“County Commissioner Fred Miller, a Mount Clemens Democrat, said the revitalization of downtown buildings would be a boost to his town, the county seat, and eliminating long-term liabilities in health care benefits would put the county on a sounder footing. “It’s the responsible thing to do. We’re stepping up to the plate and living up to the promises we made to retirees,” said Miller, who chairs the Board of Commissioners’ Finance Committee. “We’re talking about hundreds of millions of dollars. I would not say this is a gamble … but it is not without risk.”
BOND SALE WOULD FINANCE HALF-BILLION DOLLARS IN MACOMB COUNTY PROJECTS
The Macomb Daily
by Chad Seleweski 6/5/14
Macomb County officials Thursday took the first step toward approval of a massive project to eliminate long-term debts related to retiree health care benefits and to finance major upgrades to county buildings in downtown Mount Clemens and at other sites across the county.
The plan, which could come with a price tag of as much as a half billion dollars, would be financed mostly by a 25-year bond sale, though it would also require tapping into the county’s “rainy day” fund.
Some $340 million would eliminate staggering debts racked up by the Board of Commissioners for decades as it promised lifetime health care to its retirees without setting aside the necessary funds to pay for it. In the past, retirees’ spouses were also entitled to unrestricted health care.
Another $35 million would pay for improvements at the five county buildings that dominate the downtown Mount Clemens area. Yet another $57 million would finance a list of about two dozen long-needed repairs at other county facilities, including the jail, that consist of basic upgrades to roofing, plumbing, electrical units, and heating and cooling systems.
The sum total of all this is $432 million.
County Commissioner Fred Miller, a Mount Clemens Democrat, said the revitalization of downtown buildings would be a boost to his town, the county seat, and eliminating long-term liabilities in health care benefits would put the county on a sounder footing.
“It’s the responsible thing to do. We’re stepping up to the plate and living up to the promises we made to retirees,” said Miller, who chairs the Board of Commissioners’ Finance Committee. “We’re talking about hundreds of millions of dollars. I would not say this is a gamble … but it is not without risk.”
Because of the gravity situation, County Executive Mark Hackel was expected to make a rare appearance before the board – only his second since taking office in January 2010 – but the lengthy Finance Committee meeting that preceded the full board session caused a scheduling problem.
Macomb officials stopped funding their retiree health care system in 2004 when the county began to face tight budgets. Recently renewed payments cannot keep up with labor union contract requirements that call for annual payments of $30 million now and $35 million by 2023.
But yearly expenditures at that level could devastate basic county services or create quickly growing budget deficits.
The commissioners are following a complex, highly regarded solution put into place several years ago by neighboring Oakland County. A massive $557 million bond issue in 2007 laid the groundwork for the end of Oakland’s long-term unfunded liabilities associated with retiree health care.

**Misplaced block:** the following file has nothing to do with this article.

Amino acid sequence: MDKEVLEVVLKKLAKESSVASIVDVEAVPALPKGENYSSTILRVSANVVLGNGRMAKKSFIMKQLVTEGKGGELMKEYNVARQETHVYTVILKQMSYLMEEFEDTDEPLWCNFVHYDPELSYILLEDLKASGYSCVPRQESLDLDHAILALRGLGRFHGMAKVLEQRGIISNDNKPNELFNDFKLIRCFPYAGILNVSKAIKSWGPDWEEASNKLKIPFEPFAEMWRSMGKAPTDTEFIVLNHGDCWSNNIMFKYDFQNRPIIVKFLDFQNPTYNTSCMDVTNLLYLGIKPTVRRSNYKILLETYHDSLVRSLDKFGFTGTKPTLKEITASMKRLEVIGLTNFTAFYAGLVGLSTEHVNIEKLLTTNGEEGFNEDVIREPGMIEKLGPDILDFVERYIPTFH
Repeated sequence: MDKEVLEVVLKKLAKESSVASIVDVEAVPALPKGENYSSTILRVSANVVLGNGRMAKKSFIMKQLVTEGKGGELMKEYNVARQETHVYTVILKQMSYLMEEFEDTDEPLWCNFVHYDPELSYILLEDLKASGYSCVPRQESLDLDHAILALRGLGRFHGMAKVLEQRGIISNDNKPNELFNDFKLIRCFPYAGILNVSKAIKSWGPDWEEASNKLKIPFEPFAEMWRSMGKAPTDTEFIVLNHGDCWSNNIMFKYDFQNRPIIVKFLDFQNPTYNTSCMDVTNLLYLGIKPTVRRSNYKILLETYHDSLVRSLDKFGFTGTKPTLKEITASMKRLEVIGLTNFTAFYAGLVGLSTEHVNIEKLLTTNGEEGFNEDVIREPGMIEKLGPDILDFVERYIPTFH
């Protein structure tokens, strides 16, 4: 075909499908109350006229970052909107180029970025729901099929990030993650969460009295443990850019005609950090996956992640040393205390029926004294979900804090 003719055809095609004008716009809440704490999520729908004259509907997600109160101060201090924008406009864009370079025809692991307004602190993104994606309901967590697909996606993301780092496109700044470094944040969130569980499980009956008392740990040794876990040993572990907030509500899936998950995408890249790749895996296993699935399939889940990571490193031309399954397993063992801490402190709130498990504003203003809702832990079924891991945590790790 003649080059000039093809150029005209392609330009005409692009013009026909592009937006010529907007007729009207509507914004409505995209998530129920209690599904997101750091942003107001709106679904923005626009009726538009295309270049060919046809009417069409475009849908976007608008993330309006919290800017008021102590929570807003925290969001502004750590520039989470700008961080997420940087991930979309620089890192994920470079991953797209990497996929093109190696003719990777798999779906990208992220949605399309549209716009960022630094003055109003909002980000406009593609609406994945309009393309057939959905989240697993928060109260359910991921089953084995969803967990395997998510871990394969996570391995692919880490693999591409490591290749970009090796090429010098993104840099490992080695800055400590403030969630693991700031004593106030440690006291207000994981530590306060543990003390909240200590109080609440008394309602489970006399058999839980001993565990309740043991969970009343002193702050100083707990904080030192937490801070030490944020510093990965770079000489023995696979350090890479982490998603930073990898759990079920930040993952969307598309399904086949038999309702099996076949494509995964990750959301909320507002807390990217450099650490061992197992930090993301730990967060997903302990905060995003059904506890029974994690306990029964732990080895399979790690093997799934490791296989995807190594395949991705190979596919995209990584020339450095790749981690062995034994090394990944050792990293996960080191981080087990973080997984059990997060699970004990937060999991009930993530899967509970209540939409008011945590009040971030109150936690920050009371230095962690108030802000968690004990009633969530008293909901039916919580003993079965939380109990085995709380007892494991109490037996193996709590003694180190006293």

As for the 5-year plan to upgrade buildings, that would tackle – though not eliminate — the huge backlog of county capital improvement projects that have been delayed over several years as tax revenues fell and budgets tightened.
In addition to bond money, the Downtown Revitalization Project calls for a cash infusion of up to $10 million in upcoming insurance settlement money derived from the 2013 electrical fire at the old County Building that has shut that 13-story facility for more than a year.
“We initially thought that $10 million was pretty conservative,” said county Finance Director Pete Provenzano. “We thought it should be up around $19 million. But now it looks like we should expect something between $5 million and $10 million. We’re hoping for about $8 million.”
The sprawling plan for the downtown facilities features several major moves: remodeling the entire shuttered County Building; substantial upgrades and the addition of new courtrooms in the Court Building; and the filling out of two floors that have been left vacant in the Administration Building since it was opened in 1998.
The projects would also lead to resettling some of the county’s busiest departments, including the Clerk’s Office, Circuit Court, Juvenile Court and Friend of the Court. The adjacent Clemens Center, plus the Talmer Bank administrative building, recently purchased by the county for $1 million, would also play roles in the reshuffling.
Overall, the proposed $340 million fund would initially consist of revenues from a $270 million bond sale, $40 million from the county’s “rainy day” account, and $30 million from a revolving fund that deals with delinquent property tax payers.
New labor agreements reached with employee unions last year took the first step toward plugging the financial hole by eliminating retiree health care for workers hired on or after Jan. 1, 2016.
The commissioners on Thursday also approved a motion to hire a bound counsel and a financial adviser. The board will vote June 19 on a variety of options, from limited capital improvements to all proposed building renovations and the full payoff of retiree liabilities.
If a bond sale is approved, that would take place in November.